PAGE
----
Billions of years from now, there will be a last perfect day on Earth. Thereafter the Sun will slowly become red and distended, presiding over an Earth sweltering even at the poles. The Arctic and Antarctic icecaps will melt, flooding the coasts of the world. The high oceanic temperatures will release more water vapour into the air, increasing cloudiness, shielding the Earth from sunlight and delaying the end a little.
The study of the galaxies reveals a universal order and beauty. It also shows us chaotic violence on a scale hitherto undreamed of. That we live in a universe which permits life is remarkable. That we live in one which destroys galaxies and stars and worlds is also remarkable. The universe seems neither benign nor hostile, merely indifferent to the concerns of such puny creatures as we.
The Hindu religion is the only one of the world’s great faiths dedicated to the idea that the Cosmos itself undergoes an immense, indeed an infinite, number of deaths and rebirths. It is the only religion in which the time scales correspond, no doubt by accident, to those of modern scientific cosmology. Its cycles run from our ordinary day and night to a day and night of Brahma, 8.64 billion years long, longer than the age of the Earth or the Sun and about half the time since the Big Bang.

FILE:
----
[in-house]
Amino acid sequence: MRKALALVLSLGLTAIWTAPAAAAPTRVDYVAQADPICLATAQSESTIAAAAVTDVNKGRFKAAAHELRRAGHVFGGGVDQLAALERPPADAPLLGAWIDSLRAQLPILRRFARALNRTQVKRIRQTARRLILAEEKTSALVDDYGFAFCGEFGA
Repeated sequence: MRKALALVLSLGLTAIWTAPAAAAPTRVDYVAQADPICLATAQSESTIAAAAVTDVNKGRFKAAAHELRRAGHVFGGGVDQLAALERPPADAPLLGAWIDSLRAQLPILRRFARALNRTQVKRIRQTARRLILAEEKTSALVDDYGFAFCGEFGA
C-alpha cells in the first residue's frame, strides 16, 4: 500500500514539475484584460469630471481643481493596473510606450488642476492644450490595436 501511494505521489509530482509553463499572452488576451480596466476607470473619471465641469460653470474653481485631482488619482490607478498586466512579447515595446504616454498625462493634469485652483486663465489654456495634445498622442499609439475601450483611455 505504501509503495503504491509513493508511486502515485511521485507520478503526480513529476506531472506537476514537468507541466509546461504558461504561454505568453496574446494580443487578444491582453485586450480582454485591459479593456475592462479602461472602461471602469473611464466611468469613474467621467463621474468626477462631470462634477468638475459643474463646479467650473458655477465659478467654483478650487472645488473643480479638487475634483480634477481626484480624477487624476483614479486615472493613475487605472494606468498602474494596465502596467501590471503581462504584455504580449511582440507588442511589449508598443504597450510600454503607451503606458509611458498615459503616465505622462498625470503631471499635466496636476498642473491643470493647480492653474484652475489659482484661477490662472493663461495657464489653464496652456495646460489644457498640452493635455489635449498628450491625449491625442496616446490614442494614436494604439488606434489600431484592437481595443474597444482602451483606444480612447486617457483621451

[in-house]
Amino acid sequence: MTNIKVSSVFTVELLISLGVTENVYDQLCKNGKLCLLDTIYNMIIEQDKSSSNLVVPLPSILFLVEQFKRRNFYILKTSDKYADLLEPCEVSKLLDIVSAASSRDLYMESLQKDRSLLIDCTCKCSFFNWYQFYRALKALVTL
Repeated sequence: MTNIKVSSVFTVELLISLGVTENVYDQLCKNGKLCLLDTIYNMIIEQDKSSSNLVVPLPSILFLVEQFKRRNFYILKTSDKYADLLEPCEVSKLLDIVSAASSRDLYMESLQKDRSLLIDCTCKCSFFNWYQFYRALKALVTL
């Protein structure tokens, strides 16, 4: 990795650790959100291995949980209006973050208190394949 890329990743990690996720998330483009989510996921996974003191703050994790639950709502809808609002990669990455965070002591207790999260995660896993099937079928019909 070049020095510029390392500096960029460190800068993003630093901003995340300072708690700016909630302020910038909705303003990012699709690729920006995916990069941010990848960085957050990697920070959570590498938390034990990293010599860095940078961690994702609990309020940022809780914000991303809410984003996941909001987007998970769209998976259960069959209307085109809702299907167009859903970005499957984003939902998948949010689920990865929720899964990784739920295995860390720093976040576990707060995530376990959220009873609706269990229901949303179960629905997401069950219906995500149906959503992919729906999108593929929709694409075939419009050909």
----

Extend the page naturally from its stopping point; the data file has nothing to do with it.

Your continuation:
We can imagine these wormholes as tubes running through a fourth physical dimension. We do not know that such wormholes exist. But if they do, must they always hook up with another place in our universe? Or is it just possible that wormholes connect with other universes, places that would otherwise be forever inaccessible to us? For all we know, there may be many other universes. Perhaps they are, in some sense, nested within one another.
There is an idea – strange, haunting, evocative – one of the most exquisite conjectures in science or religion. It is entirely undemonstrated; it may never be proved. But it stirs the blood. There is, we are told, an infinite hierarchy of universes, so that an elementary particle, such as an electron, in our universe would, if penetrated, reveal itself to be an entire closed universe. Within it, organised into the local equivalent of galaxies and smaller structures, are an immense number of other, much tinier elementary particles, which are themselves universe at the next level, and so on forever – an infinite downward regression, universes within universes, endlessly.